Headlight swap

Discussion in '1st Generation: 2002–06 R50, R53 & 2004–08 R52' started by ScottinBend, Apr 8, 2018.

  1. ScottinBend

    ScottinBend Space Cowboy
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    Anyone have any info on if it's feasible to swap pre-facelift lift headlights to post face-lift?
    Standard hid/halogen or bi-zenon .
     
  2. MCS02

    MCS02 Moderator
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    Good question. My 02 needs new lights bad. I have wondered what is compatible too. Sorry I am no help.
     
  3. Zapski

    Zapski Well-Known Member

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  4. Sully

    Sully Administrator
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    Wow - those are cheaper than I thought they would be.. Set of aftermarket lights for my F250 are $700... Some of those are less than $300 for the pair. (no idea on quality).. but even Hella are under $400 for the pair.
     
  5. Zapski

    Zapski Well-Known Member

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    I've had mine in for almost a year now, no complaints for the quality. I also got taillights from them as well, and LED DRL Fog lamp replacements, though I haven't installed the fogs yet. Weather's been bad and it requires the whole bumper taken off, possibly some soldering, etc.
     
  6. ScottinBend

    ScottinBend Space Cowboy
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    Those $400 a pair headlights are the halogens, no HID .
    HID replacement looks to be around $500 a side.......☹️
     
  7. fishmonger

    fishmonger Well-Known Member

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    proper HID OEMs are 800+ per side and another $1600 in computer upgrades, wiring harnesses and leveling sensors. $2500+ when all said and done. Just sell the car and get one with HIDs . Thats what I did, although I kept the non-HID car as well :D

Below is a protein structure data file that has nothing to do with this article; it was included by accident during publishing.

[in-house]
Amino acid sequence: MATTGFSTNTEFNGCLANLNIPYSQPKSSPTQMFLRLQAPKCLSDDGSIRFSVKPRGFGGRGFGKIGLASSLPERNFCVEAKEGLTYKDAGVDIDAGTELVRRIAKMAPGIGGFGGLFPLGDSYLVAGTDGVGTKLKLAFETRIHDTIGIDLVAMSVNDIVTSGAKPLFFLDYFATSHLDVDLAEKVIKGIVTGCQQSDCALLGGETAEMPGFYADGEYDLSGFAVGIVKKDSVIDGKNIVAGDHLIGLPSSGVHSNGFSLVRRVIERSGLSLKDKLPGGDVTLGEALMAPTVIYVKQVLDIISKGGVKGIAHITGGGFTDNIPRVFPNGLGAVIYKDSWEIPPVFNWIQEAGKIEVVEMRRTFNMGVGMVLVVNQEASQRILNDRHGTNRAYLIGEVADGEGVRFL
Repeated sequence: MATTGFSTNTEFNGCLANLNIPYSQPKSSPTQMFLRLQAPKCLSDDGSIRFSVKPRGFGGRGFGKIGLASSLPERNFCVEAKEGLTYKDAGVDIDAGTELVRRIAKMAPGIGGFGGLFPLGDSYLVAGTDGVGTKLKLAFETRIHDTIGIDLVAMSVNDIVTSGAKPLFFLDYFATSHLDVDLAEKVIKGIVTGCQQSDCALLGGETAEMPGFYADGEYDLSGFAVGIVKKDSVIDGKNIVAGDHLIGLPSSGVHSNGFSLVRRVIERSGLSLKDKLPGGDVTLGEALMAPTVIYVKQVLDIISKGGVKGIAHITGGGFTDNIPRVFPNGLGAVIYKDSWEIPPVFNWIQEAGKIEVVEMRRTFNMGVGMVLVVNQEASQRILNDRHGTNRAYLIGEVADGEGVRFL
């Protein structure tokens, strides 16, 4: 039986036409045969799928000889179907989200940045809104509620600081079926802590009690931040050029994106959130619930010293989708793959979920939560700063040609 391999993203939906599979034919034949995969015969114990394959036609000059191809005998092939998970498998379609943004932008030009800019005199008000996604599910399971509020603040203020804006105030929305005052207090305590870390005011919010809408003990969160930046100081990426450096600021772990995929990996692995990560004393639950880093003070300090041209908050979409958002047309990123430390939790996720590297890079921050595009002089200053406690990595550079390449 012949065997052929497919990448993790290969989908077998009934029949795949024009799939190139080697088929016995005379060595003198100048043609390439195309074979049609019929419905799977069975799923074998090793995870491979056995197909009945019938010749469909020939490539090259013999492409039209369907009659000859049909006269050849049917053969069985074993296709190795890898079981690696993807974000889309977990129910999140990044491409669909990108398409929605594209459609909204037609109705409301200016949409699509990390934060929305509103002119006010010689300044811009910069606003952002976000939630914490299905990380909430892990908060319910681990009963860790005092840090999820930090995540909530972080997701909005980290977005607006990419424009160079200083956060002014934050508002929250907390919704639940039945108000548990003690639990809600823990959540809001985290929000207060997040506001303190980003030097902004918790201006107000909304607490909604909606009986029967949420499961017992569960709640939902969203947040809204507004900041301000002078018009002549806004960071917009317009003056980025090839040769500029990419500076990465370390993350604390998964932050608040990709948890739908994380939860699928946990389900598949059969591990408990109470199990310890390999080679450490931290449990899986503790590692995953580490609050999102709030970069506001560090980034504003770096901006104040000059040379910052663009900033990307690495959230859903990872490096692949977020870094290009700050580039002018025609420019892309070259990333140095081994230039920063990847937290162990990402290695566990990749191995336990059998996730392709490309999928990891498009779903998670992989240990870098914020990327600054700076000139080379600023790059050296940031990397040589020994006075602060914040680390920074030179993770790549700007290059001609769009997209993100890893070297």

I was contemplating to get some projector housing and hack HIDs into them, but I find them all ugly and don't really drive the car enough to buy lights I don't really need. The halogens work. It is not like the lights on that car are broke and action is needed.

    I may add a few Hella driving lights if I want the big pencil beams, and should I get bored or real ambitious, I'll take the OEM halogens apart and put some Morimoto bi-xenons in there myself, but again, that's a lot of work and the benefit is a little more light and likely a lot more hassle, plus it's illegal, just to bring that one up.

    There is no legal aftermarket HID low beam option except for the full OEM Mini install at the dealership.
     
  8. Dave.0

    Dave.0 Helix & RMW Powered
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    No legal options but pleanty of aftermarket options that are better than OEM.

    Cops and inspection locations don’t care about aftermarket headlights as long as they light.
     
  9. ScottinBend

    ScottinBend Space Cowboy
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    I have the HID low beam and halogen high beam headlights. Was just wondering about options for direct replacements. Want to keep the HID and maybe upgrade to high beam HID